How to understand your baby’s sleep cycle

Parenting expert Kathryn Mewes, answers one reader’s question about her baby’s sleep cycle

Q.) Why does my eight month old wake up every 45 minutes to an hour all night long? I believe it has something to do with transition between sleep cycles but I am exhausted and don’t know what to do.

The first thing I would ask you to do is visit your doctor simply to reassure yourself that your baby is in good health. I believe that one of the most important things we can give our babies is the ability to fall asleep on their own.

Babies tend to sleep solidly for four hours after we put them into their cots. (roughly 7-11pm).

After this point they come into a light sleep every 90 minutes.

So a baby going to sleep at 7pm will come into a light sleep at:


You say your baby is waking every 45 minutes this is half a sleep cycle! You poor thing!

Now here’s the important part… the way you settle your baby to bed is what they then expect every time they come into a light sleep. If you rock them, feed them, sing to them, take them into your bed – they will need this to fall back to sleep again.

But when we are tired we rarely think straight, so many parents entering the room of a crying baby will do a variety of things. This confuses the baby and makes falling to sleep even harder.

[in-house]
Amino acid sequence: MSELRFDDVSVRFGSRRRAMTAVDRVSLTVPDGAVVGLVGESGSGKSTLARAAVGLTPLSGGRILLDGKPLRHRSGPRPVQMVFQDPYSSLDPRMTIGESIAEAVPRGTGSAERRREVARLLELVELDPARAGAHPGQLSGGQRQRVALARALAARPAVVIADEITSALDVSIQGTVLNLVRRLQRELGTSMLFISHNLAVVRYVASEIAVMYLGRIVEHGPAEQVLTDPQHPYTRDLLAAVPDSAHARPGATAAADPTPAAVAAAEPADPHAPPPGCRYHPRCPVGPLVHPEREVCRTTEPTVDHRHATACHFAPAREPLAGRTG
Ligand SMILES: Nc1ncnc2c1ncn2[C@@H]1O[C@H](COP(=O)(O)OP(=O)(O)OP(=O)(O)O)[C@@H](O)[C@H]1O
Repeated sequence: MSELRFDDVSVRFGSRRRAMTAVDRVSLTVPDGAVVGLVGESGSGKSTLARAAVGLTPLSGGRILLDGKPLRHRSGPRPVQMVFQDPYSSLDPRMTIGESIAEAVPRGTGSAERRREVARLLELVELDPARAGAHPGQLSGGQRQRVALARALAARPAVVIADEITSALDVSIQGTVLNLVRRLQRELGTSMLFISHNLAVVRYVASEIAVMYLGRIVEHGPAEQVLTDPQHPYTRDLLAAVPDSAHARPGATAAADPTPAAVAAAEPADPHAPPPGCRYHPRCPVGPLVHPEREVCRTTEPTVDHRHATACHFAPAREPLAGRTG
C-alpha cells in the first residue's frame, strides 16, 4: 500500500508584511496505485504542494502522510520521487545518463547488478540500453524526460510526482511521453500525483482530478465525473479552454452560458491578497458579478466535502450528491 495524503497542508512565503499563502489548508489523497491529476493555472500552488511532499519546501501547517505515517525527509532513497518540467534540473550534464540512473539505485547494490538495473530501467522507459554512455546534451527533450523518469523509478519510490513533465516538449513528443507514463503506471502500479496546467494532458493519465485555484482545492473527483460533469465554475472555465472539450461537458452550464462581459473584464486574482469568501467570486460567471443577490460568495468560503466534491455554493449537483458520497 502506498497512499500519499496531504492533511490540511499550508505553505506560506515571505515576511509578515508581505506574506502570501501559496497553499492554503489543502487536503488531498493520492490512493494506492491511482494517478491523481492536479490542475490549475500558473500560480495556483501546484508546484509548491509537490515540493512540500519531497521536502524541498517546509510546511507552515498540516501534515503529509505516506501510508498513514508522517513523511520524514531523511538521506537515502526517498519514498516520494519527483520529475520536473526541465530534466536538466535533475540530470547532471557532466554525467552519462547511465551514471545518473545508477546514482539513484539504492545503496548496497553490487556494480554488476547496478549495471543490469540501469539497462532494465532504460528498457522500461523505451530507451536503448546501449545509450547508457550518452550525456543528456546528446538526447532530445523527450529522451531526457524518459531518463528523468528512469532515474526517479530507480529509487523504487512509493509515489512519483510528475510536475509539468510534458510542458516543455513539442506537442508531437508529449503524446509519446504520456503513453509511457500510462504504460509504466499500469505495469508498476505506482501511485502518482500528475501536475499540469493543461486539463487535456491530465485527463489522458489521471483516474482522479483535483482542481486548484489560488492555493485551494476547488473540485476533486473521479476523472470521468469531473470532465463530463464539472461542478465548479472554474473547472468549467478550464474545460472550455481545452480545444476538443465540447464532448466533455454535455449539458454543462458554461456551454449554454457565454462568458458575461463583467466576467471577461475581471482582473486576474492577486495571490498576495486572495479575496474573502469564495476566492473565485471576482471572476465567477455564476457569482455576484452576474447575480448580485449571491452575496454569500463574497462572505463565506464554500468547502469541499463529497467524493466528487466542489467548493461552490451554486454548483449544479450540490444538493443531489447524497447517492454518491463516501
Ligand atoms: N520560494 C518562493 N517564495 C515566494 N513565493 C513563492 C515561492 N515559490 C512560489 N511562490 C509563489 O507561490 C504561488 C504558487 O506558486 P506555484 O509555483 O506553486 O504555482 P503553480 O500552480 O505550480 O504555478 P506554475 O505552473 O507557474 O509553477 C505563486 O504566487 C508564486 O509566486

So, it is best to place your baby into their cot awake after their bedtime milk and ensure the room is dark as you leave and close the door. Most babies will shout and moan until they have learned the skill of falling to sleep on their own.

Once they can fall to sleep at 7/7.30pm you can relax in knowing that when they come into a light sleep they can settle themselves back when they are ready.

Good luck with this. It isn’t easy to guide your baby to settle to sleep on their own, but once you have done it I believe it is one of the best gifts you can give your child.

Parenting expert Kathryn Mewes is brought to Baby London in conjunction with Milton. Well known as C4’s Three Day Nanny, Kathryn’s expertise covers sleep problems, eating and weaning, behavior and discipline. |